Trump Advisor Messaged Alleged DNC Hacker During Campaign

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CLEVELAND, OH - JULY 21: Alex Stone, of Infowars, Roger Stone, former Donald Trump advisor, and Jonathan Alter pose for a photo following an episode of Alter Family Politics on SiriusXM at Quicken Loans Arena on July 20, 2016 in Cleveland, Ohio. (Photo by Ben Jackson/Getty Images for SiriusXM)
Ben Jackson—Getty Images for SiriusXM

Republican strategist Roger Stone, a longtime associate and former campaign advisor to Donald Trump, has confirmed to several outlets that he communicated during the Presidential campaign with Guccifer 2.0, a pseudonymous figure who had claimed credit for hacking the Democratic National Committee.

The communication, originally uncovered by The Smoking Gun, was via direct messages on Twitter, and Stone described the exchange to Business Insider as “brief and banal.”

In one message on August 14th, Stone told Guccifer 2.0 he was “delighted” that Twitter had reinstated their account. This was after Stone published an article at Breitbart News supporting Guccifer 2.0’s claims of sole responsibility for the hack of the DNC. The DNC itself at the time cited claims by security experts that Guccifer 2.0 was a front for Russian state intelligence, while Stone insisted that parties should “stop blaming Russia.”

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Two days later, Stone also asked Guccifer 2.0 to promote a column he had written. Guccifer 2.0 on August 17th messaged Stone: “i’m pleased to say that u r great man. Please tell me if I can help u anyhow. It would be a great pleasure to me.”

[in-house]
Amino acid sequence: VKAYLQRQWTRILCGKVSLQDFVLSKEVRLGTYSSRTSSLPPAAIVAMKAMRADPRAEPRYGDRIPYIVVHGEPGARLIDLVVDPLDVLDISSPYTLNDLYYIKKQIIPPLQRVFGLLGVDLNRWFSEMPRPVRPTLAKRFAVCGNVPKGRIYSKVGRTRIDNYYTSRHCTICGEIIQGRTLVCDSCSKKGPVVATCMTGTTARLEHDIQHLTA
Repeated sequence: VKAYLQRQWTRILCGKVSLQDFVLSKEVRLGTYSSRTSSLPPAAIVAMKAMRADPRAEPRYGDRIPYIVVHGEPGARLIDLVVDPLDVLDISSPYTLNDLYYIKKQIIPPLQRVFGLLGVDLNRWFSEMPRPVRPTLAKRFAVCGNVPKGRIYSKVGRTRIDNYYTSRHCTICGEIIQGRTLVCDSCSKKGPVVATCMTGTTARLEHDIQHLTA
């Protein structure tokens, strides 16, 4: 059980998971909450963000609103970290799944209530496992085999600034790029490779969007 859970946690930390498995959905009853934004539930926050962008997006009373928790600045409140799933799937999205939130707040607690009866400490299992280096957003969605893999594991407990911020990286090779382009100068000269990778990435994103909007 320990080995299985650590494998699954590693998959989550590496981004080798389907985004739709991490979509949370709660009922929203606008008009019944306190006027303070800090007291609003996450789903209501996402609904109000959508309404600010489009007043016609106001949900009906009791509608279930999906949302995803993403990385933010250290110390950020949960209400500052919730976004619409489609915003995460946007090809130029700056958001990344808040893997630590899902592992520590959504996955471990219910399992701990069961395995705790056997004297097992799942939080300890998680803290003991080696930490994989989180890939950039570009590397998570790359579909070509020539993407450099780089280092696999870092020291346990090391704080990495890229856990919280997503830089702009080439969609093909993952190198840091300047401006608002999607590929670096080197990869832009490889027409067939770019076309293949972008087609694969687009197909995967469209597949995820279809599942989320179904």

The communications themselves do not indicate of any sort of coordination between the Trump campaign and sympathetic hackers, Russian or otherwise. But they were followed by a handful of Tweets from Stone that implied he had insight into the release schedule of the DNC emails and other materials via Wikileaks.

Stone has since said he had a “back channel” to Wikileaks through a “common friend,” possibly explaining his foreknowledge. Wikileaks has denied awareness of any such communication.

The Trump campaign, and now the Trump administration, have been persistently dogged by the suspicion of connections with the Russian state and Russian intelligence. Stone is a close associate of Paul Manafort, who resigned as President Trump’s campaign manager mid-campaign due to questions about his extensive lobbying work for pro-Russian interests in Ukraine. Manafort may have been facing blackmail in connection with those relationships.


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